Gender Awakening

First of all, thank you to those that contributed to my poll in the previous post.  (Please continue to do so if you haven’t had the opportunity yet.) Now, on to the fun stuff.

Looking back over the course of my life, I have grown to notice certain stages, stepping stones, milestones, and factors that have contributed to who I am today.  I’m in the point in my life where I am on the cusp of full-on, frighteningly-exciting adulthood.  Because of this, I have a firm grasp on who I believe myself to be, as well as what/who it took to get me here.  The one and only conclusion that I keep bringing myself to, is the fact that there isn’t one simple conclusion.  If I were to write down a list of these factors, the list would reach all the way to Tatooine; for now, I’ll focus on a few of the bullets on my list.

When I attempt to sum up who I am in just a handful of labeled terms, the list is as follows: Female, Woman, Daughter, Loyal, Musician, Inquisitive, Passionate, Driven, Stubborn, Etc.

The first few terms on my list deal with my gender; in my own eyes, I find power, prestige and worth in the fact that I am a female, and therefore always find myself placing those terms first.  Because of this, I constantly question the first thing that pops up in my mind when I consider my gender.  You should try it for yourself, right now.  Consider your gender identity, and then realize the first image that pops up in your mind.  Ready, set, GO!

The image that first pops up in my mind is that of my parents; my Mom and Dad standing side by side, both equally represented.

I was fortunate enough to grow up in a household with both my Mom and Dad, who are now happily married for 30 years.  Although I was always a Daddy’s girl growing up, my Mom has been a wonderful role model for me my entire life.  She is a very proud and loving woman, who has lived a life dedicated to teaching, and has changed the lives of many people.  She is a fantastic mentor and finds every opportunity to teach, whether it be about diversity when I’m watching cartoons, or carving a path for a scared, young teacher at her school.  Why wouldn’t I want to mirror that image in my own life?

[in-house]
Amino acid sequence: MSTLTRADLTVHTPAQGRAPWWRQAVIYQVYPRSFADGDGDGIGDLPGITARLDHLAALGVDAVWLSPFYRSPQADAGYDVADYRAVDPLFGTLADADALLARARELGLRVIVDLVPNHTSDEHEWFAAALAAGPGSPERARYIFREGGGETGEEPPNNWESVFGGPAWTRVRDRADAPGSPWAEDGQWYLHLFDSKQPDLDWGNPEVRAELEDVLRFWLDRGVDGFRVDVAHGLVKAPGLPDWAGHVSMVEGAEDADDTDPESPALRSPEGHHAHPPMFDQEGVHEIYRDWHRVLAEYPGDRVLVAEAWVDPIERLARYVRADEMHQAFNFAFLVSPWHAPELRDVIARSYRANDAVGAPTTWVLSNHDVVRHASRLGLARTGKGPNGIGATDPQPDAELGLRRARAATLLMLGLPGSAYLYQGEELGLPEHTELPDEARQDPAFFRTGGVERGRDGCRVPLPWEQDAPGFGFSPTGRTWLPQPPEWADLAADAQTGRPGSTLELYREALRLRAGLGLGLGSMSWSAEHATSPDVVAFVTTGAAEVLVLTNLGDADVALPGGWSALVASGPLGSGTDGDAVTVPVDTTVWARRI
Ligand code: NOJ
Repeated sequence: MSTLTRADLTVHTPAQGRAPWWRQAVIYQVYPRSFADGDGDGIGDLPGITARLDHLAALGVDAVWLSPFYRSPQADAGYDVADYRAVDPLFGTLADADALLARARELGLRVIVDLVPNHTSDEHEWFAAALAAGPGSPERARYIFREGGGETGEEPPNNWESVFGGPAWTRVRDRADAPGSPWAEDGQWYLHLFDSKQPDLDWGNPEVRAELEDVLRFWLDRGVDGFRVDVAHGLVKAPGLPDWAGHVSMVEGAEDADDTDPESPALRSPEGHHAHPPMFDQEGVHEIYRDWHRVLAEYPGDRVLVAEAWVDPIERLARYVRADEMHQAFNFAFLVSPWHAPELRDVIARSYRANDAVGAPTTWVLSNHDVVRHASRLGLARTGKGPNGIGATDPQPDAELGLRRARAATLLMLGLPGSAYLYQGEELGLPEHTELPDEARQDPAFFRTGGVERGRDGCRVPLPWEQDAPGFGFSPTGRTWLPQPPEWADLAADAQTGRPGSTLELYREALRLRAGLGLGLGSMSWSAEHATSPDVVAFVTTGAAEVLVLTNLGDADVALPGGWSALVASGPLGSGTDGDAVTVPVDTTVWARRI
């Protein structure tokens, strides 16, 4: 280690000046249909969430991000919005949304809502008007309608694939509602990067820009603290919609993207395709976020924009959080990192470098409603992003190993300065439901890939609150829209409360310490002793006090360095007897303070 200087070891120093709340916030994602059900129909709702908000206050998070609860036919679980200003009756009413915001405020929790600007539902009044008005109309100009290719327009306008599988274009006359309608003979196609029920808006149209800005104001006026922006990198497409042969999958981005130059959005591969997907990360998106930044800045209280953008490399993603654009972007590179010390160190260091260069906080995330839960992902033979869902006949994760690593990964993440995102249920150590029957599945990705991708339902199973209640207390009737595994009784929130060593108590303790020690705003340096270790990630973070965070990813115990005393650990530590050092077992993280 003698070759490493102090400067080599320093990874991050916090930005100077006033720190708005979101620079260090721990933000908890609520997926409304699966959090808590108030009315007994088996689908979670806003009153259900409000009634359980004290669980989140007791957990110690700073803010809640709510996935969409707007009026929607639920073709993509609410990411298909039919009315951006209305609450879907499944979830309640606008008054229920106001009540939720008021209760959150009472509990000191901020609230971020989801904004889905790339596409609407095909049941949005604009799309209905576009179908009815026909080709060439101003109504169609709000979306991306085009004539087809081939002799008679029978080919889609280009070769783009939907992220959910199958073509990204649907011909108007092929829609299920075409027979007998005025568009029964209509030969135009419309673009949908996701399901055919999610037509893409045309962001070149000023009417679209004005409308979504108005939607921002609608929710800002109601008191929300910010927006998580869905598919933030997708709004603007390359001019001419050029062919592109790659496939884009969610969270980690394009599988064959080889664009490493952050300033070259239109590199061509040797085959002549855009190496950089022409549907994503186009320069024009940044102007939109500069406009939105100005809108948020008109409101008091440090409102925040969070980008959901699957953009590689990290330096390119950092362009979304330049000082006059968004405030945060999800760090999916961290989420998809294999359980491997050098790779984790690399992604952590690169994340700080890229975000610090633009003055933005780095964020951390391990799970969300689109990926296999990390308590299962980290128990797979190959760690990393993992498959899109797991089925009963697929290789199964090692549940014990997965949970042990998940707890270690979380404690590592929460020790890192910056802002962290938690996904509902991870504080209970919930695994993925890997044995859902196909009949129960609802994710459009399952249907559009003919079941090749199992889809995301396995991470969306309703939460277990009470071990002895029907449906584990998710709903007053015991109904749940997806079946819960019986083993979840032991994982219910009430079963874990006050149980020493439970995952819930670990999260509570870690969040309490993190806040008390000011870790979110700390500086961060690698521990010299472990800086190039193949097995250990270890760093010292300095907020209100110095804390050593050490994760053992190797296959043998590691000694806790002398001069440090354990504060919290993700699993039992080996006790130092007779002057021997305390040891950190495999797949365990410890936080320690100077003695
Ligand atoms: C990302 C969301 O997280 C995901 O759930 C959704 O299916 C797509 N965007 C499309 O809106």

I would, and I have.  Not only have I had a strong mother in my life, I have had other strong women throughout my family…from my grandmothers, to aunts, to cousins, to my big sister.  Better yet, I have had compassionate men in my life.  My Dad is the strong, silent type, who will always be there to catch me when I fall.  He has been supportive of everything my Mom has ever done, and has continuously pushed me to new limits, knowing my full potential.  Although he sometimes jokes with me and calls me the son he never had, I know he is proud to have me as a daughter and was never judgmental of my non-Barbie ways.  He has taught me so much, from how to play the drums, how to play basketball and how to cook, to how to be a strong woman, how to never back down, how to be proud of who I am.  He was blessed with strong family of women, being the only son, and has kept that mentality throughout his life to date.  Other male figures in my family have been he exact same.  So much of what I have become stems from things that my late Grandpa taught me, without even knowing it.

Knowing that I have been fortunate enough to have a family experience like this, I look to others to see how they became who they are.  I certainly can’t deny that simple mediated images of girls and girly stuff helped me understand the difference in cultural views of boys and girls, though my family taught me to be me.  It is impossible to stray from the imagery and messages the media show on a daily basis.  Since the moment of birth, most people are tossed into either a pink or blue blanket.  From there, it’s a never-ending battle of Barbie vs. G.I. Joe and so on.

Unfortunately for most, these mediated messages are what dictates how they express their gender.  For boys, the masculine messages tend to be that of violence and force; this image only seems to be getting more and more out of hand.  For a simple example, consider how much bigger secret agent 007’s gun has become over the years; consider the suave and sophisticated Humphrey Bogart to the maniacal look of Rambo.  As far as girls are concerned, we have anything pink, glittery and foo-foo.  To be a sex symbol is to be adored and not much else.  That may seem a bit extreme, but when

Norman Rockwell

six-year-old girls are having body image issues, there’s a major problem.  What ever happened to the likes of independent Eliza Thornberry of the great 90’s cartoon?

In my future posts to come, I plan to delve deeper into these issues and many more.  In the meantime, let these thoughts percolate a bit and raise questions of your own.  One of my favorite paintings that depicts all of this, Girl at Mirror, was painted by the late, great Norman Rockwell.

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1 Comment

  1. “You throw like a girl! Really? And what is that supposed to mean?” « Battle of the Sexes

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